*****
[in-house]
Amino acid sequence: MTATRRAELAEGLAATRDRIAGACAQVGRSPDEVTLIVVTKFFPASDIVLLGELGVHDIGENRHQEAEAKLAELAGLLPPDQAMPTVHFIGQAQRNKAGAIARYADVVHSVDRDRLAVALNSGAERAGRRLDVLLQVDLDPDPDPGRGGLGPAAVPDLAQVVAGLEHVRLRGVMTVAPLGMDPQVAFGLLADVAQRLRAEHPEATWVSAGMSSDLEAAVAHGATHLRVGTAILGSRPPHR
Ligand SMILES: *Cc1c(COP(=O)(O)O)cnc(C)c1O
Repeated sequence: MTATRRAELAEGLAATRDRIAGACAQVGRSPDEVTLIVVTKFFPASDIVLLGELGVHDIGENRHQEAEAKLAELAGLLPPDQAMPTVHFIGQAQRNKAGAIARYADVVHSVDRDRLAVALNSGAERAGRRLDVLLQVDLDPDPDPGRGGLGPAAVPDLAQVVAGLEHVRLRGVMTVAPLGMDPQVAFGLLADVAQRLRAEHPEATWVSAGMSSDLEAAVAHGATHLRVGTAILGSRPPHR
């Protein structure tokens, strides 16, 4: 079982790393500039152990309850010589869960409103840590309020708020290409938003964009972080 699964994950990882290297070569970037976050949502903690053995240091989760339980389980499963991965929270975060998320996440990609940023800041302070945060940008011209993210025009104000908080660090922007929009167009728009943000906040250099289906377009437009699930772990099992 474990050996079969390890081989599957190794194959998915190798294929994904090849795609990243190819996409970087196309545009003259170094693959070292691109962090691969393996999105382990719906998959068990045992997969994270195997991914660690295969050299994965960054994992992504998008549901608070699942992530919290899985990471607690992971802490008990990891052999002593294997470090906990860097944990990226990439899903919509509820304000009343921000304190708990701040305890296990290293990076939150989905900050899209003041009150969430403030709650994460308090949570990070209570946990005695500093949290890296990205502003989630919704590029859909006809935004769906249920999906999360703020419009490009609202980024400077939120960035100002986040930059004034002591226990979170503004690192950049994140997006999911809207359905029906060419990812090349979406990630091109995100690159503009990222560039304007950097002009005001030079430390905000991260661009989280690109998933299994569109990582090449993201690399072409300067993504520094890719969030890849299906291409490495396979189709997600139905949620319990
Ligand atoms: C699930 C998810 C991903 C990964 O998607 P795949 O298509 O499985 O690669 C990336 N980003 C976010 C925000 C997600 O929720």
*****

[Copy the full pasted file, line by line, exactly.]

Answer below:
[in-house]
Amino acid sequence: MTATRRAELAEGLAATRDRIAGACAQVGRSPDEVTLIVVTKFFPASDIVLLGELGVHDIGENRHQEAEAKLAELAGLLPPDQAMPTVHFIGQAQRNKAGAIARYADVVHSVDRDRLAVALNSGAERAGRRLDVLLQVDLDPDPDPGRGGLGPAAVPDLAQVVAGLEHVRLRGVMTVAPLGMDPQVAFGLLADVAQRLRAEHPEATWVSAGMSSDLEAAVAHGATHLRVGTAILGSRPPHR
Ligand SMILES: *Cc1c(COP(=O)(O)O)cnc(C)c1O
Repeated sequence: MTATRRAELAEGLAATRDRIAGACAQVGRSPDEVTLIVVTKFFPASDIVLLGELGVHDIGENRHQEAEAKLAELAGLLPPDQAMPTVHFIGQAQRNKAGAIARYADVVHSVDRDRLAVALNSGAERAGRRLDVLLQVDLDPDPDPGRGGLGPAAVPDLAQVVAGLEHVRLRGVMTVAPLGMDPQVAFGLLADVAQRLRAEHPEATWVSAGMSSDLEAAVAHGATHLRVGTAILGSRPPHR
């Protein structure tokens, strides 16, 4: 079982790393500039152990309850010589869960409103840590309020708020290409938003964009972080 699964994950990882290297070569970037976050949502903690053995240091989760339980389980499963991965929270975060998320996440990609940023800041302070945060940008011209993210025009104000908080660090922007929009167009728009943000906040250099289906377009437009699930772990099992 474990050996079969390890081989599957190794194959998915190798294929994904090849795609990243190819996409970087196309545009003259170094693959070292691109962090691969393996999105382990719906998959068990045992997969994270195997991914660690295969050299994965960054994992992504998008549901608070699942992530919290899985990471607690992971802490008990990891052999002593294997470090906990860097944990990226990439899903919509509820304000009343921000304190708990701040305890296990290293990076939150989905900050899209003041009150969430403030709650994460308090949570990070209570946990005695500093949290890296990205502003989630919704590029859909006809935004769906249920999906999360703020419009490009609202980024400077939120960035100002986040930059004034002591226990979170503004690192950049994140997006999911809207359905029906060419990812090349979406990630091109995100690159503009990222560039304007950097002009005001030079430390905000991260661009989280690109998933299994569109990582090449993201690399072409300067993504520094890719969030890849299906291409490495396979189709997600139905949620319990
Ligand atoms: C699930 C998810 C991903 C990964 O998607 P795949 O298509 O499985 O690669 C990336 N980003 C976010 C925000 C997600 O929720």